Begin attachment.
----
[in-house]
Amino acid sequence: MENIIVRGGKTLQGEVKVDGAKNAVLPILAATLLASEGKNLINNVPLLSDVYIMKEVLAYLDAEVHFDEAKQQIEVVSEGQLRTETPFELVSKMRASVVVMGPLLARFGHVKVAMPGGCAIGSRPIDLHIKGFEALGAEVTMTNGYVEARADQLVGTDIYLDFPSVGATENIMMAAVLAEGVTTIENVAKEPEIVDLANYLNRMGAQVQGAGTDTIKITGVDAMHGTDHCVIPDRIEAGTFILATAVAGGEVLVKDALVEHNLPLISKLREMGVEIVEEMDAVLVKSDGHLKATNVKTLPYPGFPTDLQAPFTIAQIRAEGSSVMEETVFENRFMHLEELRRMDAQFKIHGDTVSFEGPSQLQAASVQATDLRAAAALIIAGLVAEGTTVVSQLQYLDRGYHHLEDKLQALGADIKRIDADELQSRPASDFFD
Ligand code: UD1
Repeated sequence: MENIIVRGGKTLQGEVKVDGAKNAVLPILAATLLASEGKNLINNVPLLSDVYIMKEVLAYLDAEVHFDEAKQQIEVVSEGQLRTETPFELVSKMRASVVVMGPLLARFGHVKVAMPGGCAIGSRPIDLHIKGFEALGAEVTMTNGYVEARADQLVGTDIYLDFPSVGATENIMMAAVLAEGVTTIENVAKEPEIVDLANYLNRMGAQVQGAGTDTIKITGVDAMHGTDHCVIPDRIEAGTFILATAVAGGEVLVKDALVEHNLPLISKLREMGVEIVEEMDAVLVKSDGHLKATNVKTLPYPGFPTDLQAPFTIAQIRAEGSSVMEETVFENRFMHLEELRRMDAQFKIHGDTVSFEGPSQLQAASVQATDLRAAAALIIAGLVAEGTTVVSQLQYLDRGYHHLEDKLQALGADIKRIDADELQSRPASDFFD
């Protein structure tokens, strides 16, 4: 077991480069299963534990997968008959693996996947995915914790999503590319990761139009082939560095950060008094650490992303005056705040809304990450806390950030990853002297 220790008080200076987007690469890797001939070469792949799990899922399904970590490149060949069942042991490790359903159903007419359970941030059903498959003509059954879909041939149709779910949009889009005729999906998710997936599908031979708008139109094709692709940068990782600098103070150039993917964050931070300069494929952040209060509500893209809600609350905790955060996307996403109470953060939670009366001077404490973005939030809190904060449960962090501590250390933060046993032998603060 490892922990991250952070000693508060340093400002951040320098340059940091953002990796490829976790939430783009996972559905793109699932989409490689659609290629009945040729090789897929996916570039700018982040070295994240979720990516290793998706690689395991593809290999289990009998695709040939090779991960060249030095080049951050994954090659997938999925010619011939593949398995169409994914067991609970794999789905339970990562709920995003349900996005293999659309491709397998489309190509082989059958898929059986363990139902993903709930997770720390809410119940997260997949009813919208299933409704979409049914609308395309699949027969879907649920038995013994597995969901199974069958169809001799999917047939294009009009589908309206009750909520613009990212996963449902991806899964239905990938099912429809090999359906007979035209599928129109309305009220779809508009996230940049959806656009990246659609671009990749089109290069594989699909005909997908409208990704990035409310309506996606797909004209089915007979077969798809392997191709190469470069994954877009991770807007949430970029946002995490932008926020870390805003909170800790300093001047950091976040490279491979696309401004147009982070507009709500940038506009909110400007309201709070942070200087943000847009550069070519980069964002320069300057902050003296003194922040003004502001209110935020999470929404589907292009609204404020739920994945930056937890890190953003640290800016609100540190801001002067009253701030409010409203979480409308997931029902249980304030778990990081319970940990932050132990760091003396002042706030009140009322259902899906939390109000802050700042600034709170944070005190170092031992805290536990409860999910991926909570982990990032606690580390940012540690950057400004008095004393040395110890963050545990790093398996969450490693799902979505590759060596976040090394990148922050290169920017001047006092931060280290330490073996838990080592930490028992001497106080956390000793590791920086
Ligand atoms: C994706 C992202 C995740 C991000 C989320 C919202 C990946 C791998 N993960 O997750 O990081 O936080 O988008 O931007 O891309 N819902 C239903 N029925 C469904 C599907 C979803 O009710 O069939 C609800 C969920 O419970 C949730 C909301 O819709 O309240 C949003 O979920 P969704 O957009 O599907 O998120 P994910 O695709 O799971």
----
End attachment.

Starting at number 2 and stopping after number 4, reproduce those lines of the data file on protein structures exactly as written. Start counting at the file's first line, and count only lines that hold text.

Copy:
Amino acid sequence: MENIIVRGGKTLQGEVKVDGAKNAVLPILAATLLASEGKNLINNVPLLSDVYIMKEVLAYLDAEVHFDEAKQQIEVVSEGQLRTETPFELVSKMRASVVVMGPLLARFGHVKVAMPGGCAIGSRPIDLHIKGFEALGAEVTMTNGYVEARADQLVGTDIYLDFPSVGATENIMMAAVLAEGVTTIENVAKEPEIVDLANYLNRMGAQVQGAGTDTIKITGVDAMHGTDHCVIPDRIEAGTFILATAVAGGEVLVKDALVEHNLPLISKLREMGVEIVEEMDAVLVKSDGHLKATNVKTLPYPGFPTDLQAPFTIAQIRAEGSSVMEETVFENRFMHLEELRRMDAQFKIHGDTVSFEGPSQLQAASVQATDLRAAAALIIAGLVAEGTTVVSQLQYLDRGYHHLEDKLQALGADIKRIDADELQSRPASDFFD
Ligand code: UD1
Repeated sequence: MENIIVRGGKTLQGEVKVDGAKNAVLPILAATLLASEGKNLINNVPLLSDVYIMKEVLAYLDAEVHFDEAKQQIEVVSEGQLRTETPFELVSKMRASVVVMGPLLARFGHVKVAMPGGCAIGSRPIDLHIKGFEALGAEVTMTNGYVEARADQLVGTDIYLDFPSVGATENIMMAAVLAEGVTTIENVAKEPEIVDLANYLNRMGAQVQGAGTDTIKITGVDAMHGTDHCVIPDRIEAGTFILATAVAGGEVLVKDALVEHNLPLISKLREMGVEIVEEMDAVLVKSDGHLKATNVKTLPYPGFPTDLQAPFTIAQIRAEGSSVMEETVFENRFMHLEELRRMDAQFKIHGDTVSFEGPSQLQAASVQATDLRAAAALIIAGLVAEGTTVVSQLQYLDRGYHHLEDKLQALGADIKRIDADELQSRPASDFFD